ENT doctors treat some of the most common medical problems: those that affect the ears, upper respiratory system, head and neck. The field is broad, with many subspecialties available.
ENT stands for ears, nose and throat. An ENT doctor treats these areas as well as problems with the head and neck. The technical term for an ENT doctor is an otolaryngologist. ENT is the oldest specialty field of medicine in the United States.
There are seven common subspecialties for ENT doctors: otology (treatment of the ear), pediatrics, head and neck oncology, facial plastic surgery, rhinology (treatment of the nose), laryngology (treatment of the throat), and allergy.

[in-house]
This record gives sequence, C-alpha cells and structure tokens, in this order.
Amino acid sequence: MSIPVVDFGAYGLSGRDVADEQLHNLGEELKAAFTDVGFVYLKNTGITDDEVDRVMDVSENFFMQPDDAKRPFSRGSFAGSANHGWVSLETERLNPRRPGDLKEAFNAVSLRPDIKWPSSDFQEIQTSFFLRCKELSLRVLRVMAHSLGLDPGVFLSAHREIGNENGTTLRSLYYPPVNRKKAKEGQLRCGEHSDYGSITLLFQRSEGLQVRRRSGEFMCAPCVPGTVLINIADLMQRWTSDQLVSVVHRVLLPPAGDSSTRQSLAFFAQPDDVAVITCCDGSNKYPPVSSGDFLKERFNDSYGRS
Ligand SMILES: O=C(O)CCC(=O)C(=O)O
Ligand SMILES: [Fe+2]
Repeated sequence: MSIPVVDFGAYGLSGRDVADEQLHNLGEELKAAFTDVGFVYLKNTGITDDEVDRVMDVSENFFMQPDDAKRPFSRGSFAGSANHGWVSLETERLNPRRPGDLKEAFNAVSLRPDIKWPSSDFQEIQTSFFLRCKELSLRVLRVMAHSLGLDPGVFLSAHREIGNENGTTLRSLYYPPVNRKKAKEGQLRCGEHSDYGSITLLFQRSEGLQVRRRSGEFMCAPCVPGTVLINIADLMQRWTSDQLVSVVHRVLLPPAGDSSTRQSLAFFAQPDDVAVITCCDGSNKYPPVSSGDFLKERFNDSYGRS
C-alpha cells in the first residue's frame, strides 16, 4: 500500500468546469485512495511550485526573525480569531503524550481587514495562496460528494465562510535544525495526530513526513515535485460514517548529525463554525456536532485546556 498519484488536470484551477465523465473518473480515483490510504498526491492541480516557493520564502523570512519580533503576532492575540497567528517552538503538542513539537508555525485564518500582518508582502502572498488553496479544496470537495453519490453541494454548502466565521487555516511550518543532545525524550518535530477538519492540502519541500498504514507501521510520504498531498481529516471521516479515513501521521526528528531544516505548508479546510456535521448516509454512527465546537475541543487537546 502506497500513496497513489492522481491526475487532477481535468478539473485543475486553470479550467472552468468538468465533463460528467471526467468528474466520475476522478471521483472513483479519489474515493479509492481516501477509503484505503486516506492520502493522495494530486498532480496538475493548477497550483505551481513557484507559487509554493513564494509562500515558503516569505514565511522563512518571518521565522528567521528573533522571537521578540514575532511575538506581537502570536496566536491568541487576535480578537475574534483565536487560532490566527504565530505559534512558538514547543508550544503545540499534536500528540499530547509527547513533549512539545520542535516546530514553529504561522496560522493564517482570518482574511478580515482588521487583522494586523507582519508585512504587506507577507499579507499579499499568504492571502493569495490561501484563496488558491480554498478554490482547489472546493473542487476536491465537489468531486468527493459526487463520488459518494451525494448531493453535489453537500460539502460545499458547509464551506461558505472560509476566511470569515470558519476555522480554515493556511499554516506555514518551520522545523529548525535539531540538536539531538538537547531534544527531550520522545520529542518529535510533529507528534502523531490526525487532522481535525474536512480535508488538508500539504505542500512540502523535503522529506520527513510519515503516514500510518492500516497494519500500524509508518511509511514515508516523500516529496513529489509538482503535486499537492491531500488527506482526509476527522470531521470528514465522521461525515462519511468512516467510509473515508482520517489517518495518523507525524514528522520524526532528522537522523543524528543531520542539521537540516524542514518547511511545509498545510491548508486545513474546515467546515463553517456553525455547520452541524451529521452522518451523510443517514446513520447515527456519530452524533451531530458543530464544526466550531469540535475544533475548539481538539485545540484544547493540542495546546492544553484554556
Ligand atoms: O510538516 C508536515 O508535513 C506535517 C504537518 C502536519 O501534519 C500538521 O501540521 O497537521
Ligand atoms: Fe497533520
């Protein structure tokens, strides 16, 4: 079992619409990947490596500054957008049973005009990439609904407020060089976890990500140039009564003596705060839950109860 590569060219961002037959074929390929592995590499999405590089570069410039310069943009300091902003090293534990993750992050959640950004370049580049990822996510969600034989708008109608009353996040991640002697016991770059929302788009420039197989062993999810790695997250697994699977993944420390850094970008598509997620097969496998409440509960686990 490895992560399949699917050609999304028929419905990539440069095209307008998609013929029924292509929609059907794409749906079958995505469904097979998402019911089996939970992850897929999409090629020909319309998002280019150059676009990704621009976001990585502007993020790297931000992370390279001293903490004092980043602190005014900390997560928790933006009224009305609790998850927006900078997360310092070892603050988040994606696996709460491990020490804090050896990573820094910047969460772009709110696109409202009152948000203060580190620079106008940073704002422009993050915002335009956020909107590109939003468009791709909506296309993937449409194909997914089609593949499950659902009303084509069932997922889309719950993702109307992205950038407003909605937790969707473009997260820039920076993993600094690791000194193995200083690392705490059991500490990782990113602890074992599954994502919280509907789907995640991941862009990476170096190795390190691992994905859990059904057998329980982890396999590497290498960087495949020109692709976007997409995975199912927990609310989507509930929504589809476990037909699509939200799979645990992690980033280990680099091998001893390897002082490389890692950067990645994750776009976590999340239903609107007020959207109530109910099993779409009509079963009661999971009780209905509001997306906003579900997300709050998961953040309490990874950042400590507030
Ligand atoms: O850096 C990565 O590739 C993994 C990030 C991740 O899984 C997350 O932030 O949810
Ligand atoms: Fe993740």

ENT doctors see patients in their offices and perform surgeries in hospitals. The most common problems treated by ENTs include sinusitis, tonsillitis, sleep apnea, ear infection, allergies, hearing loss, nosebleeds and cancer of the head or neck.
ENT doctors must attend four years of college and four years of medical school. Afterward, they complete five years of a residency. Many ENTs also go on to complete one- or two-year fellowships in subspecialties.
More than half of all visits to doctor's offices are for ear, nose and throat problems.
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